Meanings

1.
to "let" something (go) down
("runter" or "herunter" but not "drunter" - Literal, like for instance letting down one's pants or Rapunzel letting down her hair. Can also be about giving permission to go down. NOT for "letting down" in sense of disappointing. )
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Opposite: (d)rauflassen
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2.
to leave under it
("drunterlassen" - Literally, in the sense of not removing something that's under something else. Like a bucket under the sink. ONLY works with "drunter-" because it is stationary, not directed. )
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Word of the Day -"lassen"- 2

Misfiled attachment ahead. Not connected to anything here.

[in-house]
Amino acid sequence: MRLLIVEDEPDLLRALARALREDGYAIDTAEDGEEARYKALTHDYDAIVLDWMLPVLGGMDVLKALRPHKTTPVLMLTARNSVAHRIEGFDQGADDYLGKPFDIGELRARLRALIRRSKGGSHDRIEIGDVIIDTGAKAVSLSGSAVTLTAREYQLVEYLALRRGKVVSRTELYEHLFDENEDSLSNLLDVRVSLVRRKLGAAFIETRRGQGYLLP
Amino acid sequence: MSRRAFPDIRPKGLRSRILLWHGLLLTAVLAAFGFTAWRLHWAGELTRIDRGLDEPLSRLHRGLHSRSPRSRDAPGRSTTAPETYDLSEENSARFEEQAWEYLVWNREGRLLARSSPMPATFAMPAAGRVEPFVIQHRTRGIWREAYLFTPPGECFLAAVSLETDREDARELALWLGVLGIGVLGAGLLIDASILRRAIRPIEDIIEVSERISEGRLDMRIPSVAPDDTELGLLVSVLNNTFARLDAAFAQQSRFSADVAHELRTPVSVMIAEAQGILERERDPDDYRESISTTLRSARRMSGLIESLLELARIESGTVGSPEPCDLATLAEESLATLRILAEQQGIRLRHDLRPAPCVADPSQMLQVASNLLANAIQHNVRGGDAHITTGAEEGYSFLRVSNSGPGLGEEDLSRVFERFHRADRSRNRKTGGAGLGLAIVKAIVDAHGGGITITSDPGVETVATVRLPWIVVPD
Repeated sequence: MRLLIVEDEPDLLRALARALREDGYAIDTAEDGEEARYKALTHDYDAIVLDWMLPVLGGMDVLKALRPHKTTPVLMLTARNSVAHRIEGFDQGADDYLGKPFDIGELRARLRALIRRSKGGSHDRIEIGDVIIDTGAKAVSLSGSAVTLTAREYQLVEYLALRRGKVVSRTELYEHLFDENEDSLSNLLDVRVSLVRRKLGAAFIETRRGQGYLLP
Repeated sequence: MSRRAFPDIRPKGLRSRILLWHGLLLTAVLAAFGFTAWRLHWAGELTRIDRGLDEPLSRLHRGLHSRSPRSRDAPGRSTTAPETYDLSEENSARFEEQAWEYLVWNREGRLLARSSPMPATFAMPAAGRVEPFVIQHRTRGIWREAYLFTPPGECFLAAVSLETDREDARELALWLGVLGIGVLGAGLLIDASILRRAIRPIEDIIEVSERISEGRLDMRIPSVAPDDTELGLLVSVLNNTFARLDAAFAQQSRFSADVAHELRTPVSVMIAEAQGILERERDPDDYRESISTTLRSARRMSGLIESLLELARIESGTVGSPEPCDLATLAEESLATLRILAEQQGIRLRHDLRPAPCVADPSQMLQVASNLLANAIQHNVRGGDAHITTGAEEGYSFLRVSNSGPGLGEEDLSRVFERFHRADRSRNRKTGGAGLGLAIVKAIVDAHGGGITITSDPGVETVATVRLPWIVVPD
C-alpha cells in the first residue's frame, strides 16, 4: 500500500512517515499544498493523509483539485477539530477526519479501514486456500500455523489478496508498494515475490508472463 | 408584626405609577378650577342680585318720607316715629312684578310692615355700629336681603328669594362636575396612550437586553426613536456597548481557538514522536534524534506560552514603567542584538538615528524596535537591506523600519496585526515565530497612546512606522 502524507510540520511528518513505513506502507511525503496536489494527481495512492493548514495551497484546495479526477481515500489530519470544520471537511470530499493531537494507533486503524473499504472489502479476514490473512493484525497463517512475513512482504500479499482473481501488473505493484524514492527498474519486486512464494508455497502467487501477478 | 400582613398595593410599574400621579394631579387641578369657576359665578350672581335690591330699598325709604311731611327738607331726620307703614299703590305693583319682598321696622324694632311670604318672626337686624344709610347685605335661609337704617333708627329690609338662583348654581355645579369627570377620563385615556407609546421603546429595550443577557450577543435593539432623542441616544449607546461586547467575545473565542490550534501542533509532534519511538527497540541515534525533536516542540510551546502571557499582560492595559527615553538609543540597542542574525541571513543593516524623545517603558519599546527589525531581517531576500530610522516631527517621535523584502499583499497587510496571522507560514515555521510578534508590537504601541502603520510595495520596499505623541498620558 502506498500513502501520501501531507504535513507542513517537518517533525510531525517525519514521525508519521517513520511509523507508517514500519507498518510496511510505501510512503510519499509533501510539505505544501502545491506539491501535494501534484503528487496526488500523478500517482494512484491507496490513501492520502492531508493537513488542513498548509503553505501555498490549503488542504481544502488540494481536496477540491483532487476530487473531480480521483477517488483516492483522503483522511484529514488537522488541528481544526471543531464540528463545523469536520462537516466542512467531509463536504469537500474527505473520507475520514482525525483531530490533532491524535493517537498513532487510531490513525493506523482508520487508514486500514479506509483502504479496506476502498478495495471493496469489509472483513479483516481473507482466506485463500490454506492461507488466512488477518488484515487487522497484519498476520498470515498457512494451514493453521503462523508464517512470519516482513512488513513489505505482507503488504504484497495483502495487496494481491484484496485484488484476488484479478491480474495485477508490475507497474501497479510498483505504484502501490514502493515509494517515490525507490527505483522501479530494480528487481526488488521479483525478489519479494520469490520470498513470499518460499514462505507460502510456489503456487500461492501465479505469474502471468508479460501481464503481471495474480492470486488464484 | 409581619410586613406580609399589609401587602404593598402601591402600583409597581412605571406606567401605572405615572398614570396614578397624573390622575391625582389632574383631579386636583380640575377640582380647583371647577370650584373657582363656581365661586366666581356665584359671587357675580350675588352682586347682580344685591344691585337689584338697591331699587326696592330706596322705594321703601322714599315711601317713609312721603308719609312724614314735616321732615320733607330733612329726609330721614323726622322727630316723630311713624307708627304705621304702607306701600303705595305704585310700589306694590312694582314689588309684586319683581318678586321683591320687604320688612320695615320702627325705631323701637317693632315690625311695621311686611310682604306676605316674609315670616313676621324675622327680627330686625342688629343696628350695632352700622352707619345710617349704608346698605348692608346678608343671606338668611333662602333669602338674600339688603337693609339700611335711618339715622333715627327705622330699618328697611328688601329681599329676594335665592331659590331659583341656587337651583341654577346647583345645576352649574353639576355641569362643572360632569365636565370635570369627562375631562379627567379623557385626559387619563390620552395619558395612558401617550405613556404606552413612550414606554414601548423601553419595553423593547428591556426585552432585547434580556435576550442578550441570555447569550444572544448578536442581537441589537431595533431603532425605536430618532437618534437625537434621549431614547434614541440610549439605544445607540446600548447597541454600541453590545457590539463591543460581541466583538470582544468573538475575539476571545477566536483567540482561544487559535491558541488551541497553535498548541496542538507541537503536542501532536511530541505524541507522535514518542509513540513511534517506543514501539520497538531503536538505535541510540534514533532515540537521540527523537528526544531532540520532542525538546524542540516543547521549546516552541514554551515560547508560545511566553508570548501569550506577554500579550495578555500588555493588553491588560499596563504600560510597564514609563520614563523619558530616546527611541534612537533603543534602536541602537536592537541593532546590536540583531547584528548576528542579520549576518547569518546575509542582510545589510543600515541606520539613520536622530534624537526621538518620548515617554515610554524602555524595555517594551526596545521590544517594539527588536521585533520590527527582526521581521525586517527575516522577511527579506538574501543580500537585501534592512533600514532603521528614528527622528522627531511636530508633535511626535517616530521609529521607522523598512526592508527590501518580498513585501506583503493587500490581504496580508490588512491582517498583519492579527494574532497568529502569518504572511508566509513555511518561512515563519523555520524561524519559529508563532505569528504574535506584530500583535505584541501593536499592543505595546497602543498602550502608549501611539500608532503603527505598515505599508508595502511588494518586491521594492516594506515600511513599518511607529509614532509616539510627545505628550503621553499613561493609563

In this article, we'll talk about the quirks of using "lassen" in past tense and we'll explore its prefix versions - with a special focus on "verlassen".

Vocab:

lassen, überlassen, ablassen, einlassen, erlassen, verlassen,


Word Family

Root: *le(i)-

The core idea of this root was:

letting go, slacken off, relenting

And we can still see this sense in the English offspring, like last, let, lenient, latter or late.

By the way, the words relax and and release, though they would fit in here, apparently come from a different root.

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